Lists can also be humorous. @daphnebegonia, who happens to be a dog, curates a list of “people I have licked.” It’s a funny idea that offers potential, and a concept that can work for other animal-related entities. I’m hoping for a Sea World, “I met Shamu,” list.
5. Employee Directory Lists
You might have a link to your Twitter account on your website, but don’t forget to make an official employee Twitter List. You should include all official company accounts, along with employees who tweet on behalf of the organization (or if you have a more open culture, you could include any employee that tweets). Mashable has an employee list, as does Twitter.
Share the list internally, too. Not only is this a way to aggregate accounts, it also makes monitoring easier. Think about creative ways you can promote your company’s Twitter list (for example, from the signature line of emails, or on your business cards).
6. Political Campaign Lists
Running for office? Aggregate your supporters or “friends of” the campaign for increased visibility. It’s important to stay connected to constituents, especially during election time (every vote counts!). In fact, go beyond campaign supporters and create an “official” party list, or a list of all the newspapers that have endorsed a candidate.
If you’re a political reporter or blogger, create a private list of all candidates you’re tracking to keep tabs on their tweets more easily. (This same principal could be applied by journalists or bloggers to any beat, not just politics.)
7. Location-Based Lists
Create a list of everyone in your city/town who tweets. Or create a list of city and/or state employees who tweet. If your mayor, village manager, school district board members and others are on Twitter, group them together to create a resource for others in your area.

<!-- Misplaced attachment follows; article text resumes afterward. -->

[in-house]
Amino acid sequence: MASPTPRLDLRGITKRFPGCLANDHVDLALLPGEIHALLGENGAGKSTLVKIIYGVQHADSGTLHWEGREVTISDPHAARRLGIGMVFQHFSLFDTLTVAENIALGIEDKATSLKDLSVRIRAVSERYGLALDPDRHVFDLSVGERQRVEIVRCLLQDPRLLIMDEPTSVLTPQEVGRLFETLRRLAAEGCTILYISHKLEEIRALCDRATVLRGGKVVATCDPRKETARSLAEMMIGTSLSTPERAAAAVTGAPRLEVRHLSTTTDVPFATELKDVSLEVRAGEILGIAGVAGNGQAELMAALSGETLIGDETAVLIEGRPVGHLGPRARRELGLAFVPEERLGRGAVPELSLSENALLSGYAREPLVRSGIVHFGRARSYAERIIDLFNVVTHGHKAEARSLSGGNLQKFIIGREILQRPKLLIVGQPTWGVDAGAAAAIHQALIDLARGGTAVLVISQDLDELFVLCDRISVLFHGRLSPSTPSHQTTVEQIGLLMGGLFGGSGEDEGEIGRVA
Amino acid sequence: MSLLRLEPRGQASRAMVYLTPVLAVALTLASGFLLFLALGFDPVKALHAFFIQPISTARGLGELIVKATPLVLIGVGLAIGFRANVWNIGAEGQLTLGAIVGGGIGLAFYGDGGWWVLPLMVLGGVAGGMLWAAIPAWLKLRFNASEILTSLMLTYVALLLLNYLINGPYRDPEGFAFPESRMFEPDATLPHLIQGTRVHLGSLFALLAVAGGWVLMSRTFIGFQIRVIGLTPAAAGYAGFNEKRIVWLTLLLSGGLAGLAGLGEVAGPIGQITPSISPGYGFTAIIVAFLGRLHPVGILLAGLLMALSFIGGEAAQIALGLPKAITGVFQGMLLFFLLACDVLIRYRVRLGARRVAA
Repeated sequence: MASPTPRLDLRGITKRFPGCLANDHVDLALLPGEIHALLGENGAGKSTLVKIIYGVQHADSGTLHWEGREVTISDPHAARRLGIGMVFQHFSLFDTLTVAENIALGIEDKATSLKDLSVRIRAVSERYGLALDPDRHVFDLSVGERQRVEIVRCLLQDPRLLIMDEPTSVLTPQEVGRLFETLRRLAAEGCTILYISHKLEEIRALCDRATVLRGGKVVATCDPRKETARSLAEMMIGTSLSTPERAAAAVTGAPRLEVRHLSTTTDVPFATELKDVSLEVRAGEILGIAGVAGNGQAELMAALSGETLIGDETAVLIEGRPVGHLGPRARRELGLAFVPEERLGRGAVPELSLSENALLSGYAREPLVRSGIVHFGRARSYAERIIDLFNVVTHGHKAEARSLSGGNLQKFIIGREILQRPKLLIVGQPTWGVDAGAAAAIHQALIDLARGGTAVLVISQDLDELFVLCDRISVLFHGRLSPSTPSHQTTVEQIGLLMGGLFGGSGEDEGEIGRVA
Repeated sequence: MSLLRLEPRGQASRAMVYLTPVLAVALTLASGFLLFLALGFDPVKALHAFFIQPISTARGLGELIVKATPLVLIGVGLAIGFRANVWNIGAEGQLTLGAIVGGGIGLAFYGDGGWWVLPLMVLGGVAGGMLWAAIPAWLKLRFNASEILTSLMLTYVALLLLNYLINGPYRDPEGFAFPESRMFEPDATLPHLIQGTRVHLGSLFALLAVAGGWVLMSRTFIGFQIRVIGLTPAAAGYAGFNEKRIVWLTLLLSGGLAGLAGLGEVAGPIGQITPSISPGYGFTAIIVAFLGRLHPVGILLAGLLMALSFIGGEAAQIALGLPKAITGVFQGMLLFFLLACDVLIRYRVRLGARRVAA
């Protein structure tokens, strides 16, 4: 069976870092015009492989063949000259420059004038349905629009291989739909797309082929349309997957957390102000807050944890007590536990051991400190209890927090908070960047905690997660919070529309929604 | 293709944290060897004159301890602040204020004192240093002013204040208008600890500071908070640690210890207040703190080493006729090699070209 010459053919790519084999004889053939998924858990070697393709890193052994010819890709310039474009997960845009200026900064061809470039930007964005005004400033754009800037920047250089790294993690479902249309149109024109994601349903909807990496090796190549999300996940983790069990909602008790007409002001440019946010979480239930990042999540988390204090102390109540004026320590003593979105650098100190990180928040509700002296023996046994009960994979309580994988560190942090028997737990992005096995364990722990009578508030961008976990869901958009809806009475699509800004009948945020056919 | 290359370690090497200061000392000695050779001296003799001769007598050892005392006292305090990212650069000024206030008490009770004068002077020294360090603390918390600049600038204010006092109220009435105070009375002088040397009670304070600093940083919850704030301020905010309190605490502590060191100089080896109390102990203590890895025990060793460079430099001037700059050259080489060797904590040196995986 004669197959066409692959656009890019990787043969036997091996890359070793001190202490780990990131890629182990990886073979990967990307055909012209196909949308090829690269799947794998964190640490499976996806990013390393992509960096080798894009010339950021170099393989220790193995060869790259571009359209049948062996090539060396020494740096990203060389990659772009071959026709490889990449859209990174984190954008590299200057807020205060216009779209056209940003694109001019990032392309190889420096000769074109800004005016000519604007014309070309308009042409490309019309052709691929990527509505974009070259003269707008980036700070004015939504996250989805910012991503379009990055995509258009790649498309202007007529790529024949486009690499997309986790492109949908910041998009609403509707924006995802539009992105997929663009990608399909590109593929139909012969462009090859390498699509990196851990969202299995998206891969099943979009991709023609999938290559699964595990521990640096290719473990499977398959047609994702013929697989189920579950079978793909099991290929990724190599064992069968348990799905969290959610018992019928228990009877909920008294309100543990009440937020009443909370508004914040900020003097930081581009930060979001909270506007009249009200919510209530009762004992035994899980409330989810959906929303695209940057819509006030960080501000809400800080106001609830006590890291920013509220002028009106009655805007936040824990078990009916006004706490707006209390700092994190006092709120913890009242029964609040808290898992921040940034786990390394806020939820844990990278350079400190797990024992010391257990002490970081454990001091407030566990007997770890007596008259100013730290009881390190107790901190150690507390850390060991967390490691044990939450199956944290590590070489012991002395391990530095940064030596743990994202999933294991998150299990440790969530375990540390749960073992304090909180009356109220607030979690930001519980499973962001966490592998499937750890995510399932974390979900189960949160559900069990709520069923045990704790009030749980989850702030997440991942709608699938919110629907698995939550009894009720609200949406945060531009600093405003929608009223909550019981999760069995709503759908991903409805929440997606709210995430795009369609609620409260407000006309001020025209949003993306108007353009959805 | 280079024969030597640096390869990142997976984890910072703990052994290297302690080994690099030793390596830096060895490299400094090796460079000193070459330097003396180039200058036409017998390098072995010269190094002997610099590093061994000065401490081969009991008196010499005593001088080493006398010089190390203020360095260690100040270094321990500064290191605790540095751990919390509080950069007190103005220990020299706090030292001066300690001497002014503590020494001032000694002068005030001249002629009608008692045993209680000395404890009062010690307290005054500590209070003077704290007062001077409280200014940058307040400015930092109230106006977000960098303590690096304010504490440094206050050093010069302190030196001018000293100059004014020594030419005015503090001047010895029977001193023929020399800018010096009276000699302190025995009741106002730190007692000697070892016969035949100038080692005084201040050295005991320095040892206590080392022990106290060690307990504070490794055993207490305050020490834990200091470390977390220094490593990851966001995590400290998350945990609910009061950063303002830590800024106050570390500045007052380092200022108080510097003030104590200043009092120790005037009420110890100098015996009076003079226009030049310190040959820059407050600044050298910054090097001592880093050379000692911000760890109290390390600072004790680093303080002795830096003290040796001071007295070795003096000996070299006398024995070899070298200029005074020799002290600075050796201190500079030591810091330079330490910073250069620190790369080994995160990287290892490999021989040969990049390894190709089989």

This idea can work in an official capacity as well. If you’re in charge of a municipality’s website, aggregate the feeds from these lists for your official website to offer real-time updates to your citizens.
8. Event Attendees and Live-Tweeters Lists
Hosting an upcoming event? Encourage people to submit their Twitter IDs when they register. Share the list pre-conference and encourage people to connect. Don’t forget to update the list during the conference. You could also create a list of all speakers or sponsors for a conference to share with attendees, who can then familiarize themselves with the conference lineup and supporters before they get there.
Creating a special list of those live-tweeting events can make it easier for people not able to attend to follow the action without worrying about the noise created by extraneous hashtag conversations or spammers.
9. Self-Serving Lists
Lists can help you out, too. If you’re out of work, for example, you could create a list of company or recruiter accounts to monitor for job postings. Or if you need to stay current on a topic for work, you could create a list of companies or bloggers active on that subject.
Just the act of taking the time to research a comprehensive (and accurate) list will help you as much as the information that will come through from tweets. And if you decide to share your list, it could have the potential to garner a large following, which can boost your online credibility.
10. Promote Your Affiliation Lists
Twitter Lists may also be good for promoting or listing your affiliations. Collegiate alumni associations, for example, are constantly looking for ways to keep people engaged, enter the “University XYZ Alumni List.” This concept works for any group, organization, association, etc.
Journalists, bloggers, promoters, and others could also create a list of affiliations as a way to disclose potential conflicts of interest. A public relations professional, for example, could create a list of their clients as a way to let followers know which of their tweets may exhibit a conflict of interest.